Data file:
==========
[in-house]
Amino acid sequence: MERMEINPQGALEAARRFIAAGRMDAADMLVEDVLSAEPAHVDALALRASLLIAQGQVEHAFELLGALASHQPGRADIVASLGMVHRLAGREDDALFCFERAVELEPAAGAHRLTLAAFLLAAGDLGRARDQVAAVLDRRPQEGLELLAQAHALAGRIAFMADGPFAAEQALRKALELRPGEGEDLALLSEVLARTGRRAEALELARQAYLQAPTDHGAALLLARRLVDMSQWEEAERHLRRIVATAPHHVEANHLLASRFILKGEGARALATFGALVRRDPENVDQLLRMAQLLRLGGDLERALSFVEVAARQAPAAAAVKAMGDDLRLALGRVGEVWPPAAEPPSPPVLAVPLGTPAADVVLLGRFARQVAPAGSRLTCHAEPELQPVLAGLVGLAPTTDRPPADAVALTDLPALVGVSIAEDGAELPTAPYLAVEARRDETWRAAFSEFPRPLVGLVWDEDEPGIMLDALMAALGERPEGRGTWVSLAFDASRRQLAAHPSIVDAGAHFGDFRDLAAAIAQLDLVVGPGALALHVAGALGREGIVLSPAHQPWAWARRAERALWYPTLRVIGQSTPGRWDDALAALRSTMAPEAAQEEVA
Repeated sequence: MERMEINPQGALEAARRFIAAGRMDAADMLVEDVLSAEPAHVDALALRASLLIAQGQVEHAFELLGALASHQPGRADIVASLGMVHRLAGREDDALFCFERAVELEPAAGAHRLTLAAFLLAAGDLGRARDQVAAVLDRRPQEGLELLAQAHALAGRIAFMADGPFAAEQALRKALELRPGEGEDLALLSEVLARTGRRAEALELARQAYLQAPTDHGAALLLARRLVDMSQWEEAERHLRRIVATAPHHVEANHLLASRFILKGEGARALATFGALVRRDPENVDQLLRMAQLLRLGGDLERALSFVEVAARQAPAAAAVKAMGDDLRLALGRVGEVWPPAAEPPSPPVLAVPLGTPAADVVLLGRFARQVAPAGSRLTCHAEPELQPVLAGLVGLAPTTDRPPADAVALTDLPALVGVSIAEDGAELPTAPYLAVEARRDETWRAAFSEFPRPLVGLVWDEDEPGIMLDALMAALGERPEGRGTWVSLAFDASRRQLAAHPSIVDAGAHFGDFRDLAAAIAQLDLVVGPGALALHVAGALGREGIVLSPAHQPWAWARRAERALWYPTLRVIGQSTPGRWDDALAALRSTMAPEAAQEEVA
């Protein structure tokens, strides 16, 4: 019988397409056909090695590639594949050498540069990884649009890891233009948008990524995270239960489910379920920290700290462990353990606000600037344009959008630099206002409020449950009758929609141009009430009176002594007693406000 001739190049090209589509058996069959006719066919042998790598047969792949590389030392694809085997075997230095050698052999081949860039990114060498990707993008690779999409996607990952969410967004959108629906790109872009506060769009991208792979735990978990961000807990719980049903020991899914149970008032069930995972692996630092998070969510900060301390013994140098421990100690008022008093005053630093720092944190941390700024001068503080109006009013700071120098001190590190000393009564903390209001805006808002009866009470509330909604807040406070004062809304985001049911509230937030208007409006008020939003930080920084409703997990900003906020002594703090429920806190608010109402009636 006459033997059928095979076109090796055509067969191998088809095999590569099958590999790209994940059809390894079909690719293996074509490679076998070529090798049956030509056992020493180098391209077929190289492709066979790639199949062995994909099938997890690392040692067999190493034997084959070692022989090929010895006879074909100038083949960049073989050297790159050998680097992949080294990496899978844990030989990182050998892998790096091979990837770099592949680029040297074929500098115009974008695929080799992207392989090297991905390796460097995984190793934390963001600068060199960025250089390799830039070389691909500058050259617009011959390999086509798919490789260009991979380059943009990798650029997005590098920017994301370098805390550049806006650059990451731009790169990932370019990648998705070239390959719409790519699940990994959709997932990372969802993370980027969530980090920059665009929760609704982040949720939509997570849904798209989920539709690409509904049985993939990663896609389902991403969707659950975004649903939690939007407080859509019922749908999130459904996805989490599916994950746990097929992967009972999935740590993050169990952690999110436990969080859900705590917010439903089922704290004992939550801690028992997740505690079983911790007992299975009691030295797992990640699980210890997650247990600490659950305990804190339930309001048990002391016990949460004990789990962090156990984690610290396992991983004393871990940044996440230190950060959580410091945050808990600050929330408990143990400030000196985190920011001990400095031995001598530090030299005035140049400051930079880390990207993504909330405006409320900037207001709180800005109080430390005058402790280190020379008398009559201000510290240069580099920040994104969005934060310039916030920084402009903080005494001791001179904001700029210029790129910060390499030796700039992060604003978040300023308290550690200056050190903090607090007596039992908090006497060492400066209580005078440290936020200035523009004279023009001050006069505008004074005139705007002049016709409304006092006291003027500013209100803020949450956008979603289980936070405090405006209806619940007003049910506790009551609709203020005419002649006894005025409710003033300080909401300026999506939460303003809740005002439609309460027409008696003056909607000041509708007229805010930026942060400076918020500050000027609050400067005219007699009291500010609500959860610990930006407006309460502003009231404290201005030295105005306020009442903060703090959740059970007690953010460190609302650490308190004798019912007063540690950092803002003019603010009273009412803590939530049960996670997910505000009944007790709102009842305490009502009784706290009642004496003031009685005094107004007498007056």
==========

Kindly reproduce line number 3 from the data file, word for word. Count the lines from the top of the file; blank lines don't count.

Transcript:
Repeated sequence: MERMEINPQGALEAARRFIAAGRMDAADMLVEDVLSAEPAHVDALALRASLLIAQGQVEHAFELLGALASHQPGRADIVASLGMVHRLAGREDDALFCFERAVELEPAAGAHRLTLAAFLLAAGDLGRARDQVAAVLDRRPQEGLELLAQAHALAGRIAFMADGPFAAEQALRKALELRPGEGEDLALLSEVLARTGRRAEALELARQAYLQAPTDHGAALLLARRLVDMSQWEEAERHLRRIVATAPHHVEANHLLASRFILKGEGARALATFGALVRRDPENVDQLLRMAQLLRLGGDLERALSFVEVAARQAPAAAAVKAMGDDLRLALGRVGEVWPPAAEPPSPPVLAVPLGTPAADVVLLGRFARQVAPAGSRLTCHAEPELQPVLAGLVGLAPTTDRPPADAVALTDLPALVGVSIAEDGAELPTAPYLAVEARRDETWRAAFSEFPRPLVGLVWDEDEPGIMLDALMAALGERPEGRGTWVSLAFDASRRQLAAHPSIVDAGAHFGDFRDLAAAIAQLDLVVGPGALALHVAGALGREGIVLSPAHQPWAWARRAERALWYPTLRVIGQSTPGRWDDALAALRSTMAPEAAQEEVA